Molester is gone again, but warning signs remain

September 30, 1994|By Dan Thanh Dang | Dan Thanh Dang,Sun Staff Writer

Motorists slow down and some even stop to look at the white, poster-size signs dominating the front of the three-story brick row house in Dundalk.

"Parents Beware, Child Molestor Living In Our Neighborhood." "Don't Let Your Innocent Child Be Next. We Weren't Warned. We Feel You Should Be!"

From the street, few people can see the grayish wooden playhouse and 6-foot wooden fence in Anthony and Mary Jo Taylor's back yard -- the playhouse where their 6-year-old son was sexually molested more than a year ago. The fence was erected last week as a barricade.

Since Monday, the Taylors have been on a quest "to protect our children" after they found out that their next-door neighbor, the man convicted of molesting their son, had been released from the Baltimore County Detention Center.

They said their first goal had been only to inform the neighbors, but since then the signs have attracted media attention from throughout the country and helped fuel a debate regarding whether notification should be required when convicted child molesters return to a community.

"We knew that the time was coming when he'd get out," said Mr. Taylor, 29, a county police officer. "I just finished the fence last week in anticipation of his future release. We just didn't know when and we thought someone would at least call."

That time came on Sept. 20 when Joe R. Driskell Jr., 20, who had pleaded guilty to third-degree sexual offenses against their son -- returned home to live with his mother after serving nearly 13 months in jail.

"I walked out back and we made eye-to-eye contact through the fence," said Mrs. Taylor, 38, a nursing technician. "I panicked . . . I couldn't believe he was home.

"When we called the state's attorney's office and found out there was nothing we could do about him moving back next door, I couldn't just stand by and do nothing. I went straight to the [store], bought poster paper and made the signs."

Despite claims by Driskell's mother that the signs are now inaccurate since her son moved out Monday, the Taylors are determined to keep them up.

"What if he returns?" Mr. Taylor said. "The signs will stay up to remind people of the danger and what happened to my own son."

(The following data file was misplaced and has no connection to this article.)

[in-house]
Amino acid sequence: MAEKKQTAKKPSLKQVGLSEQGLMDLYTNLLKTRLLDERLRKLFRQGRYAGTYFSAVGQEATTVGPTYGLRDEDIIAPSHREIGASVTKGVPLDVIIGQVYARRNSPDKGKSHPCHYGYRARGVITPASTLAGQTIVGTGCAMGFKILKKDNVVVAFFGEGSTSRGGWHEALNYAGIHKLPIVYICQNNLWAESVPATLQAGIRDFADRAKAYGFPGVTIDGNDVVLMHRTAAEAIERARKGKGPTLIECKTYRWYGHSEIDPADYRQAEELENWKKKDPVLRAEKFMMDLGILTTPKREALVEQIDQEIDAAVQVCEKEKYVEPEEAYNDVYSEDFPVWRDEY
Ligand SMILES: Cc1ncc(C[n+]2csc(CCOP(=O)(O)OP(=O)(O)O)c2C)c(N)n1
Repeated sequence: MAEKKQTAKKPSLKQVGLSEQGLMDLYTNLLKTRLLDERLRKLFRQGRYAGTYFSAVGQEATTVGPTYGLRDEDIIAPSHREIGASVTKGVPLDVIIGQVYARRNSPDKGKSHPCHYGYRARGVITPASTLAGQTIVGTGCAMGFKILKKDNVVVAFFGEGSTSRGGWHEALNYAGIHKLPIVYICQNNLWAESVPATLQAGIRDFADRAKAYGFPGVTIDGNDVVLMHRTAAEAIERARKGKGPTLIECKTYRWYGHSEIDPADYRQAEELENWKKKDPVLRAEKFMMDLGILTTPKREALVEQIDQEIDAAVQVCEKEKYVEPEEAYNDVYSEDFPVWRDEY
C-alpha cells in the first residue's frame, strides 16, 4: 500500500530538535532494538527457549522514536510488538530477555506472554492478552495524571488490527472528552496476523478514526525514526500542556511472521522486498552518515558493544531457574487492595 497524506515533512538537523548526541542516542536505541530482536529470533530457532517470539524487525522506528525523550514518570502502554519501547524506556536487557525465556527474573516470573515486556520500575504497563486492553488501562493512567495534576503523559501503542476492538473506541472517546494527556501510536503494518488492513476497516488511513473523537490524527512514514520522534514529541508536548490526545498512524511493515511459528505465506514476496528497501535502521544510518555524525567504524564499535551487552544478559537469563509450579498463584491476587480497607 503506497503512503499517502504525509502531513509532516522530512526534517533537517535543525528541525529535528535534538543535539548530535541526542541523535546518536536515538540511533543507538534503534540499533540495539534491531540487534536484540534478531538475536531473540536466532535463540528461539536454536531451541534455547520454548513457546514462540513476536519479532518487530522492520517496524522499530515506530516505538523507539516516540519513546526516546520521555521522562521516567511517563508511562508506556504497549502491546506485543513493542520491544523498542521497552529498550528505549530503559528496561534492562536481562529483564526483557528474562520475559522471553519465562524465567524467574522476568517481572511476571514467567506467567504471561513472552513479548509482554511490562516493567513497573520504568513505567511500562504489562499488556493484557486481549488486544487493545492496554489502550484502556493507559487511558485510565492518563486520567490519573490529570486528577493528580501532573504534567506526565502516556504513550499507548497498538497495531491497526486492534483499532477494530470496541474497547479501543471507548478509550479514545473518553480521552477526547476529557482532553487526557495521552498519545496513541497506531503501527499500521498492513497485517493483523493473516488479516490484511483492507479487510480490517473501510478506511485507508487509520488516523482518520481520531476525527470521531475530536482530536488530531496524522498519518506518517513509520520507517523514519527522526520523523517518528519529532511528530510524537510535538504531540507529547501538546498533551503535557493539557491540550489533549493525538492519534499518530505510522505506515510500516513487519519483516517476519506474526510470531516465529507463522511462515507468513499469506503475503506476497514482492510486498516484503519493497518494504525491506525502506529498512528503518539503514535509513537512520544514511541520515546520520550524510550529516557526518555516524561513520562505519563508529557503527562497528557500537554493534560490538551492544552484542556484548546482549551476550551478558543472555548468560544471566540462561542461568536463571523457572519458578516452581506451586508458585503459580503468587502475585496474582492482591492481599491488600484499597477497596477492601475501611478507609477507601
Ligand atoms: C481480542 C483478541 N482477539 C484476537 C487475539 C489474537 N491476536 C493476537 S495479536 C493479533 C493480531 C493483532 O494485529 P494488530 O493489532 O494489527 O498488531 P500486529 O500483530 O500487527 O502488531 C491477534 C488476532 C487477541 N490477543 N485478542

Circuit Court records show that Driskell was charged Aug. 26, 1993, with 10 counts of sex-related crimes. In a report written by Detective Daniel G. Miller, the Taylors' son and a 3-year-old boy said they were molested by Driskell in the playhouse in incidents from June 1993 to August 1993.Driskell pleaded guilty to one count of sexual assault and was given a six-year sentence with all but 18 months suspended and a stipulation that he would be released only under two conditions: "1. Psychiatric counseling. 2. No contact with any children."

"The only thing separating us is a brick wall and maybe 10 feet of space between our porches," Mr. Taylor said. "My son has been through six months of counseling, and he's been upset ever since he learned that Joe was home. What about the victim's rights?

"We weren't trying to get rid of him. If the courts say you can live wherever you want, there's nothing we can do about it. But, I would have liked to have been warned beforehand. It doesn't take that much to send us a letter, give us a call."

Mr. Taylor said he got a letter from the parole board a week after Driskell's release, telling him to call if Driskell tried to contact their son. "Too little, too late," he said.

Twenty-nine states have laws regarding prior notification when a child molester is released to the community. A Maryland bill requiring people convicted of crimes involving minors to register with the police after their release failed in the General Assembly this year.

The Taylors said they are trying to change that and are calling politicians to urge the passage of legislation to require notification.

"I'm a police officer and I did not know that I had to write the parole board to get notification of his release," Mr. Taylor said. "I .. think as the victim's family, I should have a right to know . . . I think the neighbors should have a right to know."

Marilyn Warren, Driskell's mother, said her son's rights have been forgotten.

"After the signs went up, my son moved out," Ms. Warren said in a phone interview. "He couldn't live like this. It's been very painful to see them out here and know that the signs are false because he's gone. Why won't they take them down? It's not fair, he's paid his debt to society. He's apologized to them. What more do they want?

"I know they're hurting, I feel sorry for them because I know how they feel. My son was also sexually abused when he was !B younger. They've seen the satisfaction of seeing him behind bars. . . . I guess their way of dealing with it is to cause more pain for my family."

Sitting at the kitchen table yesterday, Mrs. Taylor shook her head in disbelief at Ms. Warren's comments.

"To think, I used to sit here and watch as he played with the children," she said. "He used to jump the chain-link fence and sit in the little pool with my son. The signs were there; I just never knew it."

Her husband stared out the kitchen window at the playhouse.

C7 "I've often thought about taking it down," he said.

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